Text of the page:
Lori Roy follows her Edgar® Award-winning debut novel, Bent Road, with a spellbinding tale of suspense set against the crumbling façade of a once-respectable Detroit neighborhood in 1958.
The ladies of Alder Avenue—Grace, Julia, and Malina—struggle to care for one another amidst a city ripe with conflict, but life erupts when child-like Elizabeth disappears. A black woman was recently murdered at the factory where their husbands work, and the ladies fear that crime may foretell Elizabeth’s fate. When an unmistakable sound rings out, will the vicious secrets that bind them all be revealed?
Lori Roy lives with her family in west central Florida. She is the author of the Edgar®-Award winning novel Bent Road.
1. Until She Comes Home is set during a particularly tumultuous moment in Detroit’s history. Can you discuss the research you did in preparation for the writing process? What aspects of the novel—if any—are grounded in fact?
I initially researched this era and Detroit as I was writing my first novel, Bent Road, and while little of the research ended up being used in that book, I knew immediately it was a city and a time I would be revisiting.
Beyond reading various non-fiction accounts of the culture, economy and politics of the country and Detroit during the fifties, I studied newspaper articles, interviewed people who had lived in Detroit during that time, and read many great authors who were writing during and about the 1950s. These sources helped me develop an understanding of the larger picture of life, but in order to gain a more intimate understanding, I turned to catalogs and cookbooks published in the late 1950s.
One of my favorite finds was a vintage cookbook published in 1958. Aromas and Flavors of Past and Present was written by Alice B. Toklas. Poppy Cannon contributed the book’s introduction and in it, she wrote of a time when women had less support in the home as they worked to raise their families, of the disappearance of the friendly grocer and of extended families that lived farther and farther away. She wrote of modern technology that was supposed to free women but instead meant only that more and more was expected of them. She wrote of an overwhelming influx of information from radio, television, newspaper, advertising and its stresses on the modern woman. This passage, while written over fifty years ago, spoke directly to many of the same frustrations and struggles women face today. This was certainly my most helpful discovery because it aided with my confidence as I wrote about a time when I was not yet born.
After having combed through this research, I settled on being true to the main landmarks of Detroit and to the social and economic climate of the time. Woodward Avenue, for example, is the main artery running through the city, and I built the world in Until She Comes Home around it. Additionally, the social concerns of the time, the housing shortages, the practice of block busting, are all examples of issues that arise in the novel and are rooted in history. The details of the plot, however, the characters, and the streets and locations where the characters spend most of their time are all fictional.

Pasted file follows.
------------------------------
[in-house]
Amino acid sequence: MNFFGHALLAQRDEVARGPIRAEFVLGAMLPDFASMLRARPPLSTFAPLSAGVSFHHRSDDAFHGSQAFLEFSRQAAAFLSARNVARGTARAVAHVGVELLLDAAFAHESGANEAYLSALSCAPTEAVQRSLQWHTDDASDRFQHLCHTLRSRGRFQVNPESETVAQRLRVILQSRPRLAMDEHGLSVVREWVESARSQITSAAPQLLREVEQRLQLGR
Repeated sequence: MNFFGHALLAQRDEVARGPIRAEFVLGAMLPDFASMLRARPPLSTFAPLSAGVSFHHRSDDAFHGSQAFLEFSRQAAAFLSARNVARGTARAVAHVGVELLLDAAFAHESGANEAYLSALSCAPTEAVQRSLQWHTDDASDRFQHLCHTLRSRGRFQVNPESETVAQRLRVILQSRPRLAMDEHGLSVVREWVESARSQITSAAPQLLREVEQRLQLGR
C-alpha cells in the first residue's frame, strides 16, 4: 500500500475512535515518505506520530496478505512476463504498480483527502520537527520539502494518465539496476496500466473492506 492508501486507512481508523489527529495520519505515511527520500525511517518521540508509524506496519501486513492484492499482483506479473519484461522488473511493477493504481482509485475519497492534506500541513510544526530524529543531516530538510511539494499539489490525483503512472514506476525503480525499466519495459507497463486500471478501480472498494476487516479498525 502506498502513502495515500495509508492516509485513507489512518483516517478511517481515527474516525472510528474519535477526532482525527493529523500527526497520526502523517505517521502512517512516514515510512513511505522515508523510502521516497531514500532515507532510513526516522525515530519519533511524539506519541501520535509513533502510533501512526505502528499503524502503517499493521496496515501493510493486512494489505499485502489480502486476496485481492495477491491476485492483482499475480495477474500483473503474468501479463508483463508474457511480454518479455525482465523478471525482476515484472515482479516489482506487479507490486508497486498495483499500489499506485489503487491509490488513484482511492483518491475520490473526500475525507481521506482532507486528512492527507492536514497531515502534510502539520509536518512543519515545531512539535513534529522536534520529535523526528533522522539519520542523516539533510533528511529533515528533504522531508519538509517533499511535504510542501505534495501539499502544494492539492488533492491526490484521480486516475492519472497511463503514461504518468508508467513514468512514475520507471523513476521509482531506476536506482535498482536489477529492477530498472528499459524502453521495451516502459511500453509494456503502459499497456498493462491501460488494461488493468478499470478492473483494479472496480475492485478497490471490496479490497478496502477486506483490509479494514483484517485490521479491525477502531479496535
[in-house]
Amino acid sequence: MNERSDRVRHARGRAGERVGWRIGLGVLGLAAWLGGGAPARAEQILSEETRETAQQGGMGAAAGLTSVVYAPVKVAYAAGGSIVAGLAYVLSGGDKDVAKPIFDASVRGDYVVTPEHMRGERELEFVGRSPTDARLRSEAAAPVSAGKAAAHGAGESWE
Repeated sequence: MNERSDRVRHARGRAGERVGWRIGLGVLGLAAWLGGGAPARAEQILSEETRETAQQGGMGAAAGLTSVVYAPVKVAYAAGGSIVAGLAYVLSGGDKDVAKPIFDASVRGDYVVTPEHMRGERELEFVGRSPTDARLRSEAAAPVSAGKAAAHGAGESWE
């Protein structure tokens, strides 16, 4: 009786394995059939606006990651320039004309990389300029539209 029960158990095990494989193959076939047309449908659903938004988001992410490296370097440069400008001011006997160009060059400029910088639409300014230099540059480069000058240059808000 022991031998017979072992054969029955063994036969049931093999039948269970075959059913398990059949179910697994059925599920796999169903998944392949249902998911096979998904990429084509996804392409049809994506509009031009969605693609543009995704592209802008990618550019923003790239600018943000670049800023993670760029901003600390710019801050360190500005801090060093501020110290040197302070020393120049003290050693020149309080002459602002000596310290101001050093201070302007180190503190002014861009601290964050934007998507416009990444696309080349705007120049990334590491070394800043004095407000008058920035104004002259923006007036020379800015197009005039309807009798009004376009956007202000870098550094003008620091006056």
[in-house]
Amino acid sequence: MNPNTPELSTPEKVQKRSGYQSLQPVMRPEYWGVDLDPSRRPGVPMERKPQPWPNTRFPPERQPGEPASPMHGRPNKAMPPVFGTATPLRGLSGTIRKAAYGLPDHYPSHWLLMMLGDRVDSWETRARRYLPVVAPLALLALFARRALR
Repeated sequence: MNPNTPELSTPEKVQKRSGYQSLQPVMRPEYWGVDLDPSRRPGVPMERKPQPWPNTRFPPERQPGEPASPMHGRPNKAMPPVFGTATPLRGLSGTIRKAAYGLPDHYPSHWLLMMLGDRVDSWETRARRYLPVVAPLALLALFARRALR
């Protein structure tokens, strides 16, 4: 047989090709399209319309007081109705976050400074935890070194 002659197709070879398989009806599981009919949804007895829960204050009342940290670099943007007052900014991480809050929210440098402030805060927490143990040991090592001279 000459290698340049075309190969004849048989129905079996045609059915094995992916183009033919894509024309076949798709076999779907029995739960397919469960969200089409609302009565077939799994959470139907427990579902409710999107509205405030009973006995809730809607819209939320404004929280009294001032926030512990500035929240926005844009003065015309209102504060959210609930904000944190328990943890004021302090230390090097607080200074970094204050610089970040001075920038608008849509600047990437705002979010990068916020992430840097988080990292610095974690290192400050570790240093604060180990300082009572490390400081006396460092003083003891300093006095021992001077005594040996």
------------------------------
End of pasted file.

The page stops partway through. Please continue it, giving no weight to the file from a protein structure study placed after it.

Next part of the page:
2. The novel discusses issues of race and gender rather provocatively. Was it challenging to write from the perspective of characters that are immersed in a different—and at times, morally reprehensible—social and political moment?
This is certainly the most difficult part of writing any novel—writing from the perspective of a character who does bad things. Figuring out “who done it,” and more importantly why, is imperative when attempting to craft a plot that will read as surprising and yet inevitable. To write with confidence, I must understand the motivations of all my characters, including characters who act in ways that are morally, legally and/or socially unacceptable. In order to accomplish this and ultimately gain some comfort with writing from the perspective of a misguided character, I continually remind myself that people act in ways they feel are proper or, at the very least, justified. With this constantly in mind, I dig further into my characters’ lives to understand their circumstances, their desires, their struggles, and in doing so, I can understand why they feel justified to act as they do.
3. What other time periods or locations intrigue you? And what’s next?
Setting is the first choice I make when writing a novel. From setting, my characters emerge, the plot points, the themes. And I tend to favor a setting that is harsh in some way and will act to challenge my characters. The time period is my next choice. To date, all of my novels have been set in the past, and I’m often asked why. I was well into writing Until She Comes Home before I fully understood the answer. There is something quite poignant about writing a story set in the past and realizing the struggles, desires and temptations of that era are not so different from those that challenge people today.
I’m excited to have recently finished a novel set in northeastern Kentucky and loosely inspired by the last public hanging conducted in the United States. The novel, She Lies In Wait, follows two storylines separated by sixteen years. The first, set in the mid-thirties, introduces Juna Crowley who, to preserve her place in the household and avoid a marriage she does not want, will see to it one last man is publically hanged. The other story follows fifteen-year-old Annie Holleran. Annie, the keeper of her Grandmother’s know-how, lives with her family on a lavender farm where she fears she will forever stand in the shadow of her prettier, kinder, smarter sister. When the two storylines collide, Annie exposes the truth behind the hanging that tore her family apart almost twenty years before and that threatens them still.